The theme this Christmas was pretty much the same as it is every year – belonging, or lack of, like I’m sure it is for many people around this time. There were various different triggers and also the reality of spending Christmas Day with just me and my two teenage boys and how that confronts me with guilt and regret for how I haven’t managed to create a wider pseudo family for them like I hoped I would. How I still totally lack the skills to do that and wish I were better at it. I also feel a bit embarrassed about having a difficult time at Christmas, when I know it’s all stuff in my own head. How glad and grateful I am to be materially secure with all that me and my family need, and how I don’t have to deal with any wider dysfunctional family stuff like others have to endure. I’m free of all that and I’m very grateful. And because of that I imagine people think I create a hard time for myself for the drama of it or something, like I have a choice and why can’t I just get on and have a nice Christmas and be grateful. But it isn’t a choice. I don’t sit there and think myself into a hard time. In fact I do the opposite and keep myself busy so I can avoid the thoughts and feelings but it all comes crashing down when the pace slows.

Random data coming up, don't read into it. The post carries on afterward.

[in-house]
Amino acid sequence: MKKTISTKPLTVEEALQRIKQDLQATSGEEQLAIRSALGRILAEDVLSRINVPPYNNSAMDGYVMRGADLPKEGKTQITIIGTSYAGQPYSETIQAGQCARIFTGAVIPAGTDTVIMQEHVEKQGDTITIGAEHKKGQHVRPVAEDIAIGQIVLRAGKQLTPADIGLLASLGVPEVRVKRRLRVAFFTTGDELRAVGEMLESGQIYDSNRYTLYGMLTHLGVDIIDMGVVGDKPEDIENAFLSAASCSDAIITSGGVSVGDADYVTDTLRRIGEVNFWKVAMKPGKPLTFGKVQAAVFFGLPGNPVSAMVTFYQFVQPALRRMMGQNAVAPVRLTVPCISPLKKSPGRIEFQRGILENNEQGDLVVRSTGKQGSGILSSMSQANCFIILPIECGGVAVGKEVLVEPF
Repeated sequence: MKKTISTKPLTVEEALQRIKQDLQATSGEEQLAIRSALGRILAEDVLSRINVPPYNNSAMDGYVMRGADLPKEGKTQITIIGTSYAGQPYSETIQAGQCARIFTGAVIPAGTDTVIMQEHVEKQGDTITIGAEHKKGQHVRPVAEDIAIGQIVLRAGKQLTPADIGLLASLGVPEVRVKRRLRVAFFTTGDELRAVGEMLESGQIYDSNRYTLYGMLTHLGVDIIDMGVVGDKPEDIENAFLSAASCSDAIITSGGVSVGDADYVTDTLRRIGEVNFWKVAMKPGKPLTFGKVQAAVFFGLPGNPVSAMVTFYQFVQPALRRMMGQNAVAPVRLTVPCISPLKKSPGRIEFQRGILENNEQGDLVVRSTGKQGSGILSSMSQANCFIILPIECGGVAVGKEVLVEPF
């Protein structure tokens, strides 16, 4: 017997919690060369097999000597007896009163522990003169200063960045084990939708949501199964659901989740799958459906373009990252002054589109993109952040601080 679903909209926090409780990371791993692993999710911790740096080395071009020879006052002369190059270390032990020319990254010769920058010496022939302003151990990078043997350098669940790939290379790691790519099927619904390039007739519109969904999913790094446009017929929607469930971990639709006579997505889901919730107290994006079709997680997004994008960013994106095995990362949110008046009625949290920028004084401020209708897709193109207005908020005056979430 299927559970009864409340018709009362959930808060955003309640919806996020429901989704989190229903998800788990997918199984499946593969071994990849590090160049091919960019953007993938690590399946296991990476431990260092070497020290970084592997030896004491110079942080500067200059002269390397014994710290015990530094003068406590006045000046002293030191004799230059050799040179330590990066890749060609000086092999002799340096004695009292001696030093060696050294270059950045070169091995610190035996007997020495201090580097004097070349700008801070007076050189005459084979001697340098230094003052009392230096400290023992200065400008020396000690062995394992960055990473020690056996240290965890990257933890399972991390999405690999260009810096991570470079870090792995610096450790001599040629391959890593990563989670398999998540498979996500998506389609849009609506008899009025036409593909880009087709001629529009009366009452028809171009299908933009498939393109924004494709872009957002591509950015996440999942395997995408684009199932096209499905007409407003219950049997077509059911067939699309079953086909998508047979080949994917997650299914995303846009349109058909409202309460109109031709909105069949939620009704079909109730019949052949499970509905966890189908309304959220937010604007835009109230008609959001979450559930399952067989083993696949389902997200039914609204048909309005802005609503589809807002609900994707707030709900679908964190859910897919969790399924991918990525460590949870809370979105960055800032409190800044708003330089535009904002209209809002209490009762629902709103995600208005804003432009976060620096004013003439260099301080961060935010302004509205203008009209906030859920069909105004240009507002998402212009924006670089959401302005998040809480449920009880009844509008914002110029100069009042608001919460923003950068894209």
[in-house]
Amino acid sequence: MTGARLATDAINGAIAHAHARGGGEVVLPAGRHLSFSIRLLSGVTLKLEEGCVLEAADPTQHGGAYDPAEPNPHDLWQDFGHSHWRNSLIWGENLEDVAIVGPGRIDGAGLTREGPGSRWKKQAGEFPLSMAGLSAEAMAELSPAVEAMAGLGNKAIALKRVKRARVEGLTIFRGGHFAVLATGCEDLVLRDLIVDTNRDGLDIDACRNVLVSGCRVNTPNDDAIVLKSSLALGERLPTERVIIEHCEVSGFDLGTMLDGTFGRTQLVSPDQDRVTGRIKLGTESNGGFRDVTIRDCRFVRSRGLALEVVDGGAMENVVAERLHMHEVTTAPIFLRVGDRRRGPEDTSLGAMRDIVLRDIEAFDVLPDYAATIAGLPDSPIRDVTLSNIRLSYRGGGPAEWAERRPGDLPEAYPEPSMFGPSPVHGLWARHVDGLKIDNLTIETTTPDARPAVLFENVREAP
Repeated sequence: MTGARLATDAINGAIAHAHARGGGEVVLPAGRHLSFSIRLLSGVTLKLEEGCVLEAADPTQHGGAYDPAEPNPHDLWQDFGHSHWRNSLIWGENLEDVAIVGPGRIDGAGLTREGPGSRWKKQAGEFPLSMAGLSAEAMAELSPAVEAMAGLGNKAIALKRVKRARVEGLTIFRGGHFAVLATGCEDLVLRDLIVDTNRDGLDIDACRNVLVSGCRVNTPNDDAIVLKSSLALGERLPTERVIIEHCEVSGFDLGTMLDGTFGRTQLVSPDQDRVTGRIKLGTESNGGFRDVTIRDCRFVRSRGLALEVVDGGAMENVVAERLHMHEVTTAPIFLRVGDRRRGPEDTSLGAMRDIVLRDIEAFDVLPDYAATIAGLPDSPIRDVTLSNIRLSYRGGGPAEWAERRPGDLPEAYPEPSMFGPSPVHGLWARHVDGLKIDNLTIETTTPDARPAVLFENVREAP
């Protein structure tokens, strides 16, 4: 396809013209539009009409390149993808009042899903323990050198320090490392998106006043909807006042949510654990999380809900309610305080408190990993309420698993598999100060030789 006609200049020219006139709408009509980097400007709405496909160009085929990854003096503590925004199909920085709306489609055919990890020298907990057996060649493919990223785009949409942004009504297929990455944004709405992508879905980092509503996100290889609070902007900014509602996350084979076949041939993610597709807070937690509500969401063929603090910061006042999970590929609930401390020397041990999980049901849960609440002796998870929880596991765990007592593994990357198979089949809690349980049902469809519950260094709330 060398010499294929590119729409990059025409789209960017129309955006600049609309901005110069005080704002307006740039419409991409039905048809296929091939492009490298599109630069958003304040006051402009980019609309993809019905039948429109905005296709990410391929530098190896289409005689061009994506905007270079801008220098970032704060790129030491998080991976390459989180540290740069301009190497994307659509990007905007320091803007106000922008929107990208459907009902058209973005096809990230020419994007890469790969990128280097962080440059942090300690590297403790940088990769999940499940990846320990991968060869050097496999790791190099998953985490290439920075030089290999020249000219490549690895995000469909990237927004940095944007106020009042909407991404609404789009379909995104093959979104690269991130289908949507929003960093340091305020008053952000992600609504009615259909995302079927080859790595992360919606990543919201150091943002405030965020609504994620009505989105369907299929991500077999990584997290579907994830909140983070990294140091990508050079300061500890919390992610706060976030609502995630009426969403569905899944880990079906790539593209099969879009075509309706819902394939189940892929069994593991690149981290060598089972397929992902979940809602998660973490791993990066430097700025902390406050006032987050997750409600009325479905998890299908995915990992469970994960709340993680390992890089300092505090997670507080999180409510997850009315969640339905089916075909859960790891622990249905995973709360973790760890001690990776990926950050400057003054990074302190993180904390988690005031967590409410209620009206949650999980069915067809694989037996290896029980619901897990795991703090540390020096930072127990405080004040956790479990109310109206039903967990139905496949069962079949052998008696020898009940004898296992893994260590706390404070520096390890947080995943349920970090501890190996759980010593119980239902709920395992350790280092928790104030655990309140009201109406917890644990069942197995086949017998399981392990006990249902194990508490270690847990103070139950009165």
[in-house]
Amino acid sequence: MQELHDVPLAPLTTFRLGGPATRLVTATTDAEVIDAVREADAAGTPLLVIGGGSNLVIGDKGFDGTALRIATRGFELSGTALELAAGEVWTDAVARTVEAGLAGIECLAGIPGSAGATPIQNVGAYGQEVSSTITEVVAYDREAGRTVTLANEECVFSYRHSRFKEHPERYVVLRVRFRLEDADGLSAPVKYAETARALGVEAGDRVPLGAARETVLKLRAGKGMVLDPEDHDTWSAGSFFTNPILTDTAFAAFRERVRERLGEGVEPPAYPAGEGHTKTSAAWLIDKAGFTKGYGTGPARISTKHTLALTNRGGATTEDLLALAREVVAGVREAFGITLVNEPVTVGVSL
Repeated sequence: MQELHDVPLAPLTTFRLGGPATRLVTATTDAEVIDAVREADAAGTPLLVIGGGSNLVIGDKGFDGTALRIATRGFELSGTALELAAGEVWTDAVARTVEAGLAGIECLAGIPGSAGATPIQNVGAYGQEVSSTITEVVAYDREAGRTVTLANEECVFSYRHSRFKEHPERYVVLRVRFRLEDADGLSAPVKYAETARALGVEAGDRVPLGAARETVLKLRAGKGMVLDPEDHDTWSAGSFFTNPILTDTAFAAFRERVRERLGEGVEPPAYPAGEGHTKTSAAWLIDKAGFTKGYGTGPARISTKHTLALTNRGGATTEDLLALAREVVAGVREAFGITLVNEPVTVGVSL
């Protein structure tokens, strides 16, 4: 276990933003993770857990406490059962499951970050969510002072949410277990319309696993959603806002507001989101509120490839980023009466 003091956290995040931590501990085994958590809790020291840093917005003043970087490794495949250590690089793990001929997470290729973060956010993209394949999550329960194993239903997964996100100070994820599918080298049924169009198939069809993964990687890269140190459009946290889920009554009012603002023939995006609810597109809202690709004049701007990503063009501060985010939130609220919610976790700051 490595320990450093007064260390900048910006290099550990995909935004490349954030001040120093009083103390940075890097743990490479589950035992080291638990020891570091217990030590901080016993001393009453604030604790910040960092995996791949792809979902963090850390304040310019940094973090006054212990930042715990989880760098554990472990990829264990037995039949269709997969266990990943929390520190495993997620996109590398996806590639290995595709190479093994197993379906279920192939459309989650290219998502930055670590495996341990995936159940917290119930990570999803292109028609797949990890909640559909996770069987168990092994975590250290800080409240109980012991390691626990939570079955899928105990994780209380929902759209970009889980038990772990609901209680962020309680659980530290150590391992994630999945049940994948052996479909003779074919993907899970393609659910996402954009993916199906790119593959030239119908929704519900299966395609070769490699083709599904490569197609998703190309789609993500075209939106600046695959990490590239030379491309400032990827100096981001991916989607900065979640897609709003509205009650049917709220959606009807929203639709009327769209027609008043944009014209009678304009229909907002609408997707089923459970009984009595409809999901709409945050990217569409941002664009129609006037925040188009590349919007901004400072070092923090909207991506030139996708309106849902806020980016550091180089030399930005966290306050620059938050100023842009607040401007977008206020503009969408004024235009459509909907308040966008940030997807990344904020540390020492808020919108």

I feel like I’ve got a bit more to the roots of it this holiday and it’s been another reminder of what a deep impact my childhood experiences still have and how wide the fall out. I feel less resentful and more acknowledging, less judgmental and more compassionate I guess. For sure, I judgmentally wonder what am I doing here in my late 40s still struggling with themes I surely should have resolved by now, especially given that I’ve been actively trying to heal for more than half of those years. Why do I still feel like such a freak and an alien, such an outsider who doesn’t belong anywhere, so bereft of community and lacking in connection with significant others?